The Perfect Winter Warrior Weekend to Repovesi National Park

Do you live in Southern Finland and want to spend a weekend outdoors? Here’s how Katja and I managed to execute a thrilling girls weekend in Repovesi National Park last weekend. Our goal was to go to Olhava and practice aid climbing, jumaring, and setting up a portaledge (a kind of a hammock for sleeping). A mini-bigwall practice for beginners!

We were the only people in the park so our shenanigans on the wall didn’t bother anyone. Having the cliffs all to ourselves for two days was cool. It was magical to wake up to a beautiful winter morning high off the ground.

Katja’s first night and well, first everything in a portaledge.

About equipment: We packed way too much trad gear, as always. For sleeping we both had winter sleeping bags, thermarests and a pillows. Oh yesssss, a pillow.

The plan was to climb Ruotsalaisten reitti, set up the portaledge below the horizontal crack, and climb to the top next morning. Most of the climbs in Olhava start from the lake. We carefully tested the thin ice with a pole when we traveled to the island below the climbs.  To get to the base of our planned route you have to take a couple steps on the ice again. As I was starting the climb I suddenly fell ass-deep into the Olhava lake. Sigh. Clearly our triple set of cams was too much.

We had Lauri’s gear sling for racking, so nice!
katja valmistautuu
This is what too much gear looks like.

I stripped my clothes and put on the only dry pair of pants I had: pyjama pants and Arc’teryx puffy pants.  We did’t want to risk getting our ropes and Katja wet too so we switched to the Salama route which begins safely from a bridge.

Why did we want to sleep in a portaledge? First, it would be pretty embarrassing to climb ten pitches somewhere and then freak out about sleeping in a portaledge. It could happen. Second, it’s something I’ve tried to do for two years. I’ve practiced setting it up more times than I care to admit and I’ve carried it to the base of a climb and bailed.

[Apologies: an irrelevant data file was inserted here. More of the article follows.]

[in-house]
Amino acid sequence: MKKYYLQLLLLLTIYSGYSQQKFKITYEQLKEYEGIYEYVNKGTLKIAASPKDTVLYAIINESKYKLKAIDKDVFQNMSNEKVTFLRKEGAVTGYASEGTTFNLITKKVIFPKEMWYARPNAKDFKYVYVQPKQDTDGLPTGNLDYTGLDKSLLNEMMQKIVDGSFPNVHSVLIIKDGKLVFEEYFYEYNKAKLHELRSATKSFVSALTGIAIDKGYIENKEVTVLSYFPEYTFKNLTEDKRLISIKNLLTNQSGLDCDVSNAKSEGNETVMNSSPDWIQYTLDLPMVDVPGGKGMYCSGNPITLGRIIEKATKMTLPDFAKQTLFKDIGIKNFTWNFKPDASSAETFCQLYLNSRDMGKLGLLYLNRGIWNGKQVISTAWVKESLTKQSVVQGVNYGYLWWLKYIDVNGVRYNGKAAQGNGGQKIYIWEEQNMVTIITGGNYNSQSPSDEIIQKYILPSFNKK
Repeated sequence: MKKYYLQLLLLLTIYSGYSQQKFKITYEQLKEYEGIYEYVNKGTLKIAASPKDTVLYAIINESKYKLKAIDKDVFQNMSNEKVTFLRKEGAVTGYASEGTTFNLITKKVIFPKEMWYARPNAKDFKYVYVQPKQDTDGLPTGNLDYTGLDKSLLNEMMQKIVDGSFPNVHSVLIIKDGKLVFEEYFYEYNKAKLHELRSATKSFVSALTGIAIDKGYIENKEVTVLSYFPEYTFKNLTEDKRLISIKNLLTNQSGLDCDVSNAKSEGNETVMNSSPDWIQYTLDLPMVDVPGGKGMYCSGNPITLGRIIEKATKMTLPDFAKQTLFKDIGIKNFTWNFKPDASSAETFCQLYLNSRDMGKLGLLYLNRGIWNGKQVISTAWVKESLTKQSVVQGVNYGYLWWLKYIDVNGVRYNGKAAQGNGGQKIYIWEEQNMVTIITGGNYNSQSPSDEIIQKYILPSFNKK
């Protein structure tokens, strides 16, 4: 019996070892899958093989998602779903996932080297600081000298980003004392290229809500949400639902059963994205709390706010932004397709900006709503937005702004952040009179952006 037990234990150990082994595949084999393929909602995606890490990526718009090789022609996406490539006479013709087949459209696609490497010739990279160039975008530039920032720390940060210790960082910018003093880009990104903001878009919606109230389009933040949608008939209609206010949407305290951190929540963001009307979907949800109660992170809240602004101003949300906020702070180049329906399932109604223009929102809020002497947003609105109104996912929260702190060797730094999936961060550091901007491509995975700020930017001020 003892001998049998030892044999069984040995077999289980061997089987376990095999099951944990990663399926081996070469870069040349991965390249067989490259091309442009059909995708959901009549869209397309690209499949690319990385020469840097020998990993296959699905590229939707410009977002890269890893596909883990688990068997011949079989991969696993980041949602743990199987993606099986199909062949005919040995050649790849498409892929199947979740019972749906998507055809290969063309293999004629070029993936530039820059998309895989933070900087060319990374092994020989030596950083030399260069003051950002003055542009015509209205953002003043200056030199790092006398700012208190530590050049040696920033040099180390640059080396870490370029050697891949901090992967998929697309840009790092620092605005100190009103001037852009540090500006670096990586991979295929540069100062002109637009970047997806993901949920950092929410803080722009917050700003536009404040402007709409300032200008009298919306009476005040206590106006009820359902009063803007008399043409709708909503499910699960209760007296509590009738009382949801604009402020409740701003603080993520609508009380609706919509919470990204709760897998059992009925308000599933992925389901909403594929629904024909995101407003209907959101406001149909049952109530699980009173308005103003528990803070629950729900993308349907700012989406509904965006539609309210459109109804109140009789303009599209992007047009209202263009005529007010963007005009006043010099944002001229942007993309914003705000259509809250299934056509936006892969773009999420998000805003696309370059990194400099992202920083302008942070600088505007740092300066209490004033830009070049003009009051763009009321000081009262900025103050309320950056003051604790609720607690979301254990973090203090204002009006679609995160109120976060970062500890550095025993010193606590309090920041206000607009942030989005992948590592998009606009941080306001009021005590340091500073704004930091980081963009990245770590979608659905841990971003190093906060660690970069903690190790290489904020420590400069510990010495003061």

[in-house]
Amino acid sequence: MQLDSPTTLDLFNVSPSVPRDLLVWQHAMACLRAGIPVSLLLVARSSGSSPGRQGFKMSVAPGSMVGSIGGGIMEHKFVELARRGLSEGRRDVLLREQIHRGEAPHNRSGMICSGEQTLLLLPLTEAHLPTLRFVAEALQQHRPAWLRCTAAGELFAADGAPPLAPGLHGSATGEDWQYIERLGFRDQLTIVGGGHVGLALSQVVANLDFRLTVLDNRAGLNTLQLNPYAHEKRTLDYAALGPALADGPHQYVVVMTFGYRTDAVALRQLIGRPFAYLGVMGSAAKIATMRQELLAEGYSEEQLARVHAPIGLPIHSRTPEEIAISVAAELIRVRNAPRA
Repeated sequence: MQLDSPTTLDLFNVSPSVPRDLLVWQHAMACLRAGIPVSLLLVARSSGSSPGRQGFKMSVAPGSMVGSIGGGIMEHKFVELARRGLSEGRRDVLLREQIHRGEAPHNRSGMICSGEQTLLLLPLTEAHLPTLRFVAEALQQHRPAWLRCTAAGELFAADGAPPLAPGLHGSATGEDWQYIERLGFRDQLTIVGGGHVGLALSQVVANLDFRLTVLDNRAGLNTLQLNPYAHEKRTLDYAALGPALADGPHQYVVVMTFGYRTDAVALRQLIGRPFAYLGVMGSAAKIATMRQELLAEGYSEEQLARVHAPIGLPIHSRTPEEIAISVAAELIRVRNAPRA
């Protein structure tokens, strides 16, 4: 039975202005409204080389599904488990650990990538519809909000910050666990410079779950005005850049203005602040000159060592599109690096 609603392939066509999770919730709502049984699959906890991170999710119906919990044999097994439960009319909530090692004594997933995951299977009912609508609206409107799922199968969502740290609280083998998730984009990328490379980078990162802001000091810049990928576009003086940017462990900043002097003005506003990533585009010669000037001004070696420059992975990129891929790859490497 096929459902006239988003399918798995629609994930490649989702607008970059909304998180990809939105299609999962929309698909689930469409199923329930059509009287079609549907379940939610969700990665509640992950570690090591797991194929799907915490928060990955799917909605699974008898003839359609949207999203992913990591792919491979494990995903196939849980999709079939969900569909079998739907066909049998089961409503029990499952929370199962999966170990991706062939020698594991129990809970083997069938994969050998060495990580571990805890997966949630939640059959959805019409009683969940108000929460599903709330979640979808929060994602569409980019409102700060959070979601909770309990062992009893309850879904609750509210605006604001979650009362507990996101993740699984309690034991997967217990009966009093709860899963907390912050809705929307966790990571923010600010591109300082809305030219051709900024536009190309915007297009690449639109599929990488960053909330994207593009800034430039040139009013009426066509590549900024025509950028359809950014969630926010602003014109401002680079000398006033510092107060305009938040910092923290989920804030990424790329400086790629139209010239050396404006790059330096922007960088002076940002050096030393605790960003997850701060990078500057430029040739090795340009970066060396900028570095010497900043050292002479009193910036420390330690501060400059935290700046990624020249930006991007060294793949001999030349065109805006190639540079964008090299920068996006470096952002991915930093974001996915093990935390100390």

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Little foot steps everywhere and my swimming pool!
We rigged two anchors: one for anchoring us, the haul line and the portaledge and another one for jumaring.
wanna be jorgeson
Just like Jorgeson on the Dawn Wall.

I have a couple take homes about the portaledge set up. This all sound obvious to me right now but it wasn’t last Saturday so lets share it. We had the Metolius Bomb Shelter with a rainfly (which we didn’t end up using). BEFORE hauling and rigging the portaledge on a blank wall in the dark make sure the fly and the portaledge are packed properly after last use and that you’ve set up the portaledge many times (ten times is good says the internet) enough to master it perfectly.

It’s annoying to try to find the attachment points if they’re hidden somewhere inside the bags. I had practiced the set up several times by myself and from a hanging position too but I was still surprised how complicated the rigging was. At first we felt like we lack the power to put the poles and spreader together but really the key to success was body position and technique. I guess there is a difference between setting up a portaledge from the first bolt in a climbing gym and doing it 20 meters of the ground in the dark in the winter.

Grigri made ascending and descending the jumar line fast which was important when we had to pee. Which brings to mind the challenges of the peeing. If you wish not to read about girls peeing, please stop reading here. Bye bye!

Our camp seen from the lake.

We could not figure out how to pee in the portaledge.  Not with out a risk of peeing on a classic route, on the ropes and portaledge, or in our sleeping bags… which technically weren’t our sleeping bags.

I’ve peed in awkward positions hanging from the wall before so it’s not like I don’t know how to do it. But what if for whatever reason I can’t pee where I’m at? My girl friends in Oregon told me to use a wide mouth Nalgene as a peeing bottle and my boyfriend at the time suggested getting a peeing fennel because he knew female mountain guides use them. But I was too embarrassed to experiment with the bottle and the fennel. Let alone share it in my blog.


After getting back home I wanted get to the bottom of the problem and conducted a little research with the help of… my boyfriend. Lucky guy! The problem is the lack of control and inability to aim. I googled reviews of pee fennels and bags, read stories of female backpackers and climbers and chatted with my friends. As a result I ordered two Pibellas, one for me and one for Katja. We will begin out trials soon and report our results here. I can’t wait to try to pee like a guy! 🙂

Have a great weekend!

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